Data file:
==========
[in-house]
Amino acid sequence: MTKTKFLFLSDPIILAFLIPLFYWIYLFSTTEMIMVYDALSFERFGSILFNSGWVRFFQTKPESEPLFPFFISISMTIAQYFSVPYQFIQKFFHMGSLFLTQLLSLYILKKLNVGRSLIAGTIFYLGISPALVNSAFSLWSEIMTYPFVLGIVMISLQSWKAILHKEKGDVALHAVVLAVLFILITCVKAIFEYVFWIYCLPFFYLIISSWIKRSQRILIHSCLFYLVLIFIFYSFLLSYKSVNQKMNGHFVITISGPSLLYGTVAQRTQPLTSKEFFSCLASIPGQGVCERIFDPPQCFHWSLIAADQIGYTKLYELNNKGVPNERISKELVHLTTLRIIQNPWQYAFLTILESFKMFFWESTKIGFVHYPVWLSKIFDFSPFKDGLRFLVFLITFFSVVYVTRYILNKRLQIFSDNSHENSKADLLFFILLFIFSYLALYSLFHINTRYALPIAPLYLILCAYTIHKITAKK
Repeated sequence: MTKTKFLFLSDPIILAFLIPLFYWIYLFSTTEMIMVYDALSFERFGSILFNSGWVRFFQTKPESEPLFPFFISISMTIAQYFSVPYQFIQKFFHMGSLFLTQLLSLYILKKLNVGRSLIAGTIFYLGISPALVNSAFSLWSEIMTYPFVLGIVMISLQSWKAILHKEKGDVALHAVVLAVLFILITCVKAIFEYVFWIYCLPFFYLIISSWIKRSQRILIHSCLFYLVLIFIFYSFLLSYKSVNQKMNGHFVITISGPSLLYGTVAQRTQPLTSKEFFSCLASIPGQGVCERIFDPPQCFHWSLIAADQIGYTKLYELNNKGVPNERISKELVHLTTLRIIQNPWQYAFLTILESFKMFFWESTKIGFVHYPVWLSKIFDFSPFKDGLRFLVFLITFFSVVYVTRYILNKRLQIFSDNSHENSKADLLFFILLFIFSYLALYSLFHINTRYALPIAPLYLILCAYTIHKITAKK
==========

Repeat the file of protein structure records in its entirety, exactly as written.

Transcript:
[in-house]
Amino acid sequence: MTKTKFLFLSDPIILAFLIPLFYWIYLFSTTEMIMVYDALSFERFGSILFNSGWVRFFQTKPESEPLFPFFISISMTIAQYFSVPYQFIQKFFHMGSLFLTQLLSLYILKKLNVGRSLIAGTIFYLGISPALVNSAFSLWSEIMTYPFVLGIVMISLQSWKAILHKEKGDVALHAVVLAVLFILITCVKAIFEYVFWIYCLPFFYLIISSWIKRSQRILIHSCLFYLVLIFIFYSFLLSYKSVNQKMNGHFVITISGPSLLYGTVAQRTQPLTSKEFFSCLASIPGQGVCERIFDPPQCFHWSLIAADQIGYTKLYELNNKGVPNERISKELVHLTTLRIIQNPWQYAFLTILESFKMFFWESTKIGFVHYPVWLSKIFDFSPFKDGLRFLVFLITFFSVVYVTRYILNKRLQIFSDNSHENSKADLLFFILLFIFSYLALYSLFHINTRYALPIAPLYLILCAYTIHKITAKK
Repeated sequence: MTKTKFLFLSDPIILAFLIPLFYWIYLFSTTEMIMVYDALSFERFGSILFNSGWVRFFQTKPESEPLFPFFISISMTIAQYFSVPYQFIQKFFHMGSLFLTQLLSLYILKKLNVGRSLIAGTIFYLGISPALVNSAFSLWSEIMTYPFVLGIVMISLQSWKAILHKEKGDVALHAVVLAVLFILITCVKAIFEYVFWIYCLPFFYLIISSWIKRSQRILIHSCLFYLVLIFIFYSFLLSYKSVNQKMNGHFVITISGPSLLYGTVAQRTQPLTSKEFFSCLASIPGQGVCERIFDPPQCFHWSLIAADQIGYTKLYELNNKGVPNERISKELVHLTTLRIIQNPWQYAFLTILESFKMFFWESTKIGFVHYPVWLSKIFDFSPFKDGLRFLVFLITFFSVVYVTRYILNKRLQIFSDNSHENSKADLLFFILLFIFSYLALYSLFHINTRYALPIAPLYLILCAYTIHKITAKK